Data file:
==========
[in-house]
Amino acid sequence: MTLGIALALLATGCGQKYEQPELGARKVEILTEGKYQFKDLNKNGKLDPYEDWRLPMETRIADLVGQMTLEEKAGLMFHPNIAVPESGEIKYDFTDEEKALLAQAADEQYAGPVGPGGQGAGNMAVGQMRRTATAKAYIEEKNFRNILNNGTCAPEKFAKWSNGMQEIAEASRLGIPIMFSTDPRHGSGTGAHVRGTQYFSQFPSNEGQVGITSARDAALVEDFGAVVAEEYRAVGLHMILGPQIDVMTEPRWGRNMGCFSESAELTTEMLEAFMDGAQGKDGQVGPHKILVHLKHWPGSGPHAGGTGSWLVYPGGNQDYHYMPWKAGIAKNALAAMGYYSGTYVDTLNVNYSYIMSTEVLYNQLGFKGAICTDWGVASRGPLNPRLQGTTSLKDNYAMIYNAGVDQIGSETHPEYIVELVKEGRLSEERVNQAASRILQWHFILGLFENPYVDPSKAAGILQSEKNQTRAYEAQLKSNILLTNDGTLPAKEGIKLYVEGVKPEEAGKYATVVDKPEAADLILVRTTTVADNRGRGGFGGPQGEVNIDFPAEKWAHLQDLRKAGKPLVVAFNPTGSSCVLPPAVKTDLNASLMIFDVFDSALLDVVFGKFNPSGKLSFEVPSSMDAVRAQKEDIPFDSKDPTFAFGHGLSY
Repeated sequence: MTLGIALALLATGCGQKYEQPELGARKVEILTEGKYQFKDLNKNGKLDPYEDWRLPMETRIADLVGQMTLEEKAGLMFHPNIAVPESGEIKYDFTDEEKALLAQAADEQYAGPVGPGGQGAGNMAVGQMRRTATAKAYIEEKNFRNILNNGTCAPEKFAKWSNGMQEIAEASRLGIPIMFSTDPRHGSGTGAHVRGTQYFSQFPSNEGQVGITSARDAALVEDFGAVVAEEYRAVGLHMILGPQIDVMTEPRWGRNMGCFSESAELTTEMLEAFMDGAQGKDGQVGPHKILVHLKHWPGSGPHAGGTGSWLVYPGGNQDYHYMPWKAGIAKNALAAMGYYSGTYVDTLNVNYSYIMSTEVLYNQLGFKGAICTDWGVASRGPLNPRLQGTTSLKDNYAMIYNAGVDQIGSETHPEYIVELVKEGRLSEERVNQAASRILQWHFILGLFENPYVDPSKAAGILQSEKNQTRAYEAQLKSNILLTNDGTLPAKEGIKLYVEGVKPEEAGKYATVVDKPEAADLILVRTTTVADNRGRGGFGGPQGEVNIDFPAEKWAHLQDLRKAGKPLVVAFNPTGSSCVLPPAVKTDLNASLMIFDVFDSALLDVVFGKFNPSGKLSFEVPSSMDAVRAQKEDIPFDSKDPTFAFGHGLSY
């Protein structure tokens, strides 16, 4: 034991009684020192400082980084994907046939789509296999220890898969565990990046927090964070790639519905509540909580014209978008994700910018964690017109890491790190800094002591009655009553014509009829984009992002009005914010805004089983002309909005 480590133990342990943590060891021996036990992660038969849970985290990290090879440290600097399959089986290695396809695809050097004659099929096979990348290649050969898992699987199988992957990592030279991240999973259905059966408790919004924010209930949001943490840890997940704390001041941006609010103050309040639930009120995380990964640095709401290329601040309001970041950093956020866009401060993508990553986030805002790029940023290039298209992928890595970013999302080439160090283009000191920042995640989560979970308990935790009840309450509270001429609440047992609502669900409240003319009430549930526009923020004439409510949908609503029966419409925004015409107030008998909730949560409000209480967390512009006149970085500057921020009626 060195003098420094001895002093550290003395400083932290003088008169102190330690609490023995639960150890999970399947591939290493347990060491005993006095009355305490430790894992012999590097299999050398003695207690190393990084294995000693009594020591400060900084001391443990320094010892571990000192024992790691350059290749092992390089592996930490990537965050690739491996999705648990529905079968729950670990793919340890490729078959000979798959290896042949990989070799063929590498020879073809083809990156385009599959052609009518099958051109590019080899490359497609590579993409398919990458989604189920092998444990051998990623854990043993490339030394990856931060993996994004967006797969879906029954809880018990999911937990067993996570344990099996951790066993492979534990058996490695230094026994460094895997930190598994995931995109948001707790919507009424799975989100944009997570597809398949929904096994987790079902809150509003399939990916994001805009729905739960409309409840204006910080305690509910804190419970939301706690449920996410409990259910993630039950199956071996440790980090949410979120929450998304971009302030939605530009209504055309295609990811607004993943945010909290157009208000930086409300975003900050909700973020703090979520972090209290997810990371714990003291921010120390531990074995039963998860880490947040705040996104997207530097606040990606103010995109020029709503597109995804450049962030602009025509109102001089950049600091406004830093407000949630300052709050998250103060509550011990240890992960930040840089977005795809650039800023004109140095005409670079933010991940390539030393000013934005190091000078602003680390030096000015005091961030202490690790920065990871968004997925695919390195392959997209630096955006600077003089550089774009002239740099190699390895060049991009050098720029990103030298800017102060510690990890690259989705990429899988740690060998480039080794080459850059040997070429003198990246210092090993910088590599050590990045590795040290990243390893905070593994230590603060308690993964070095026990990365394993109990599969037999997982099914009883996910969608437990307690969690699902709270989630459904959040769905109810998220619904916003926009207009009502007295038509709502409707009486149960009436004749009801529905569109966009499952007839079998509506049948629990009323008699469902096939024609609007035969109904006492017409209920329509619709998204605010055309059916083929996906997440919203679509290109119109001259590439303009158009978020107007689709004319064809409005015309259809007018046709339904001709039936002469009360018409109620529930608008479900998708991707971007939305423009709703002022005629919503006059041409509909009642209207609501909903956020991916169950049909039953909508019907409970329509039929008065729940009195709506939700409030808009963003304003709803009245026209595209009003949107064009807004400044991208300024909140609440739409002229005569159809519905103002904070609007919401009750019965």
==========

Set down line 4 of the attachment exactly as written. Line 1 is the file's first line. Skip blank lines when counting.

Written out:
């Protein structure tokens, strides 16, 4: 034991009684020192400082980084994907046939789509296999220890898969565990990046927090964070790639519905509540909580014209978008994700910018964690017109890491790190800094002591009655009553014509009829984009992002009005914010805004089983002309909005 480590133990342990943590060891021996036990992660038969849970985290990290090879440290600097399959089986290695396809695809050097004659099929096979990348290649050969898992699987199988992957990592030279991240999973259905059966408790919004924010209930949001943490840890997940704390001041941006609010103050309040639930009120995380990964640095709401290329601040309001970041950093956020866009401060993508990553986030805002790029940023290039298209992928890595970013999302080439160090283009000191920042995640989560979970308990935790009840309450509270001429609440047992609502669900409240003319009430549930526009923020004439409510949908609503029966419409925004015409107030008998909730949560409000209480967390512009006149970085500057921020009626 060195003098420094001895002093550290003395400083932290003088008169102190330690609490023995639960150890999970399947591939290493347990060491005993006095009355305490430790894992012999590097299999050398003695207690190393990084294995000693009594020591400060900084001391443990320094010892571990000192024992790691350059290749092992390089592996930490990537965050690739491996999705648990529905079968729950670990793919340890490729078959000979798959290896042949990989070799063929590498020879073809083809990156385009599959052609009518099958051109590019080899490359497609590579993409398919990458989604189920092998444990051998990623854990043993490339030394990856931060993996994004967006797969879906029954809880018990999911937990067993996570344990099996951790066993492979534990058996490695230094026994460094895997930190598994995931995109948001707790919507009424799975989100944009997570597809398949929904096994987790079902809150509003399939990916994001805009729905739960409309409840204006910080305690509910804190419970939301706690449920996410409990259910993630039950199956071996440790980090949410979120929450998304971009302030939605530009209504055309295609990811607004993943945010909290157009208000930086409300975003900050909700973020703090979520972090209290997810990371714990003291921010120390531990074995039963998860880490947040705040996104997207530097606040990606103010995109020029709503597109995804450049962030602009025509109102001089950049600091406004830093407000949630300052709050998250103060509550011990240890992960930040840089977005795809650039800023004109140095005409670079933010991940390539030393000013934005190091000078602003680390030096000015005091961030202490690790920065990871968004997925695919390195392959997209630096955006600077003089550089774009002239740099190699390895060049991009050098720029990103030298800017102060510690990890690259989705990429899988740690060998480039080794080459850059040997070429003198990246210092090993910088590599050590990045590795040290990243390893905070593994230590603060308690993964070095026990990365394993109990599969037999997982099914009883996910969608437990307690969690699902709270989630459904959040769905109810998220619904916003926009207009009502007295038509709502409707009486149960009436004749009801529905569109966009499952007839079998509506049948629990009323008699469902096939024609609007035969109904006492017409209920329509619709998204605010055309059916083929996906997440919203679509290109119109001259590439303009158009978020107007689709004319064809409005015309259809007018046709339904001709039936002469009360018409109620529930608008479900998708991707971007939305423009709703002022005629919503006059041409509909009642209207609501909903956020991916169950049909039953909508019907409970329509039929008065729940009195709506939700409030808009963003304003709803009245026209595209009003949107064009807004400044991208300024909140609440739409002229005569159809519905103002904070609007919401009750019965």